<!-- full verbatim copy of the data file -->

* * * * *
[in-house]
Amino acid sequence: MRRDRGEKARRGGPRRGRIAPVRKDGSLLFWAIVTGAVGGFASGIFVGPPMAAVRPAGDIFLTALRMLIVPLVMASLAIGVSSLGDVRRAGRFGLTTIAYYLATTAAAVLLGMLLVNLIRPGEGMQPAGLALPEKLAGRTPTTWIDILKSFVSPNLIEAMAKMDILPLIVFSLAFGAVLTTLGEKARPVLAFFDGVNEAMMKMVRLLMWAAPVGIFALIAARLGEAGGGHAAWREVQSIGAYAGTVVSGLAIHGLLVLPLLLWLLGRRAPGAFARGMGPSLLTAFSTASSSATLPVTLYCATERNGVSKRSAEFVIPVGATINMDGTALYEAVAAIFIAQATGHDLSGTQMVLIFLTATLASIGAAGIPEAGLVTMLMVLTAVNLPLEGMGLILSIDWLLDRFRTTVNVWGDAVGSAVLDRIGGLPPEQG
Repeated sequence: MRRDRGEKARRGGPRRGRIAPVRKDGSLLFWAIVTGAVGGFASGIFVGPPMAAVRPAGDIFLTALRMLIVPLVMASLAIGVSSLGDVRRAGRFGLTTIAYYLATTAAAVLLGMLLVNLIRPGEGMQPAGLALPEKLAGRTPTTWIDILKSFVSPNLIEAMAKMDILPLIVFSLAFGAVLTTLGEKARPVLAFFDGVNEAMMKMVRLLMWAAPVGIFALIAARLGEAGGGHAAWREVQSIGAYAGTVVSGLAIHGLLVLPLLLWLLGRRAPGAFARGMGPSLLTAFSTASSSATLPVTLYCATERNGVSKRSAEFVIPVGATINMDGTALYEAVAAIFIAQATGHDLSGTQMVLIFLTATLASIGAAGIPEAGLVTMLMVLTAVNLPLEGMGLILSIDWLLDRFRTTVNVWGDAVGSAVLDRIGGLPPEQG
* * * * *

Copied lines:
[in-house]
Amino acid sequence: MRRDRGEKARRGGPRRGRIAPVRKDGSLLFWAIVTGAVGGFASGIFVGPPMAAVRPAGDIFLTALRMLIVPLVMASLAIGVSSLGDVRRAGRFGLTTIAYYLATTAAAVLLGMLLVNLIRPGEGMQPAGLALPEKLAGRTPTTWIDILKSFVSPNLIEAMAKMDILPLIVFSLAFGAVLTTLGEKARPVLAFFDGVNEAMMKMVRLLMWAAPVGIFALIAARLGEAGGGHAAWREVQSIGAYAGTVVSGLAIHGLLVLPLLLWLLGRRAPGAFARGMGPSLLTAFSTASSSATLPVTLYCATERNGVSKRSAEFVIPVGATINMDGTALYEAVAAIFIAQATGHDLSGTQMVLIFLTATLASIGAAGIPEAGLVTMLMVLTAVNLPLEGMGLILSIDWLLDRFRTTVNVWGDAVGSAVLDRIGGLPPEQG
Repeated sequence: MRRDRGEKARRGGPRRGRIAPVRKDGSLLFWAIVTGAVGGFASGIFVGPPMAAVRPAGDIFLTALRMLIVPLVMASLAIGVSSLGDVRRAGRFGLTTIAYYLATTAAAVLLGMLLVNLIRPGEGMQPAGLALPEKLAGRTPTTWIDILKSFVSPNLIEAMAKMDILPLIVFSLAFGAVLTTLGEKARPVLAFFDGVNEAMMKMVRLLMWAAPVGIFALIAARLGEAGGGHAAWREVQSIGAYAGTVVSGLAIHGLLVLPLLLWLLGRRAPGAFARGMGPSLLTAFSTASSSATLPVTLYCATERNGVSKRSAEFVIPVGATINMDGTALYEAVAAIFIAQATGHDLSGTQMVLIFLTATLASIGAAGIPEAGLVTMLMVLTAVNLPLEGMGLILSIDWLLDRFRTTVNVWGDAVGSAVLDRIGGLPPEQG